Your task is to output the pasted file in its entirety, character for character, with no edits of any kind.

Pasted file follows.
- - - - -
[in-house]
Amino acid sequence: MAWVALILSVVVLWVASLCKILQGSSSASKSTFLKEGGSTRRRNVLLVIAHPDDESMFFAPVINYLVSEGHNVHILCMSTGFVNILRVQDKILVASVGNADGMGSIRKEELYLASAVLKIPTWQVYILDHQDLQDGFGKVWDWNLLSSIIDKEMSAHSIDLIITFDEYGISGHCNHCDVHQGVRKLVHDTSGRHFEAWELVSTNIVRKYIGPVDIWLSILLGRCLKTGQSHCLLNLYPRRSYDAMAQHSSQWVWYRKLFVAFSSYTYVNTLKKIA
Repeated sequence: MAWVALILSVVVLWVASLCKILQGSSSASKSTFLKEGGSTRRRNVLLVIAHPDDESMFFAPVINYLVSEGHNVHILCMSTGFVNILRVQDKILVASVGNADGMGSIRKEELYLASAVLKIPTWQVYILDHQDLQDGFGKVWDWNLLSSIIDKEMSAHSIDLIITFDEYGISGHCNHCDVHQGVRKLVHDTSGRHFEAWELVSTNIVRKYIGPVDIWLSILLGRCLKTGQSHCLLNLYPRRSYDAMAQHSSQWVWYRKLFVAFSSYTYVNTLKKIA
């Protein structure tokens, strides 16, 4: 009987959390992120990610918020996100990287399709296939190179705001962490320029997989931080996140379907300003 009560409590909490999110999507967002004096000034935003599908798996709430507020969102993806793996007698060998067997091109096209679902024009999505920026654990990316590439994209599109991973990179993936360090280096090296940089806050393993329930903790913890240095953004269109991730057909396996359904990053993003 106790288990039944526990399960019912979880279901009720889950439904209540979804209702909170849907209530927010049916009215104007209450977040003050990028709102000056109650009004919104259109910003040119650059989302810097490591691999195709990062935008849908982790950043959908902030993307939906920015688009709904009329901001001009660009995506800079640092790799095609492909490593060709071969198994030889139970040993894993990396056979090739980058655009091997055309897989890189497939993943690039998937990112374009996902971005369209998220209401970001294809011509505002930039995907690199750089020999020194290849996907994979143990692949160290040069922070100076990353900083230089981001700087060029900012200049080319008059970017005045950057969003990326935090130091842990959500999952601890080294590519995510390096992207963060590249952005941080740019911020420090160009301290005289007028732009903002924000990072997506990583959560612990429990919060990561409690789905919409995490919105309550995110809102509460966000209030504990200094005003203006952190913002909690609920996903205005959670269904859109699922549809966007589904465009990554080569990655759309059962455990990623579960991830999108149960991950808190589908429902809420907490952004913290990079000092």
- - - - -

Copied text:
[in-house]
Amino acid sequence: MAWVALILSVVVLWVASLCKILQGSSSASKSTFLKEGGSTRRRNVLLVIAHPDDESMFFAPVINYLVSEGHNVHILCMSTGFVNILRVQDKILVASVGNADGMGSIRKEELYLASAVLKIPTWQVYILDHQDLQDGFGKVWDWNLLSSIIDKEMSAHSIDLIITFDEYGISGHCNHCDVHQGVRKLVHDTSGRHFEAWELVSTNIVRKYIGPVDIWLSILLGRCLKTGQSHCLLNLYPRRSYDAMAQHSSQWVWYRKLFVAFSSYTYVNTLKKIA
Repeated sequence: MAWVALILSVVVLWVASLCKILQGSSSASKSTFLKEGGSTRRRNVLLVIAHPDDESMFFAPVINYLVSEGHNVHILCMSTGFVNILRVQDKILVASVGNADGMGSIRKEELYLASAVLKIPTWQVYILDHQDLQDGFGKVWDWNLLSSIIDKEMSAHSIDLIITFDEYGISGHCNHCDVHQGVRKLVHDTSGRHFEAWELVSTNIVRKYIGPVDIWLSILLGRCLKTGQSHCLLNLYPRRSYDAMAQHSSQWVWYRKLFVAFSSYTYVNTLKKIA
């Protein structure tokens, strides 16, 4: 009987959390992120990610918020996100990287399709296939190179705001962490320029997989931080996140379907300003 009560409590909490999110999507967002004096000034935003599908798996709430507020969102993806793996007698060998067997091109096209679902024009999505920026654990990316590439994209599109991973990179993936360090280096090296940089806050393993329930903790913890240095953004269109991730057909396996359904990053993003 106790288990039944526990399960019912979880279901009720889950439904209540979804209702909170849907209530927010049916009215104007209450977040003050990028709102000056109650009004919104259109910003040119650059989302810097490591691999195709990062935008849908982790950043959908902030993307939906920015688009709904009329901001001009660009995506800079640092790799095609492909490593060709071969198994030889139970040993894993990396056979090739980058655009091997055309897989890189497939993943690039998937990112374009996902971005369209998220209401970001294809011509505002930039995907690199750089020999020194290849996907994979143990692949160290040069922070100076990353900083230089981001700087060029900012200049080319008059970017005045950057969003990326935090130091842990959500999952601890080294590519995510390096992207963060590249952005941080740019911020420090160009301290005289007028732009903002924000990072997506990583959560612990429990919060990561409690789905919409995490919105309550995110809102509460966000209030504990200094005003203006952190913002909690609920996903205005959670269904859109699922549809966007589904465009990554080569990655759309059962455990990623579960991830999108149960991950808190589908429902809420907490952004913290990079000092």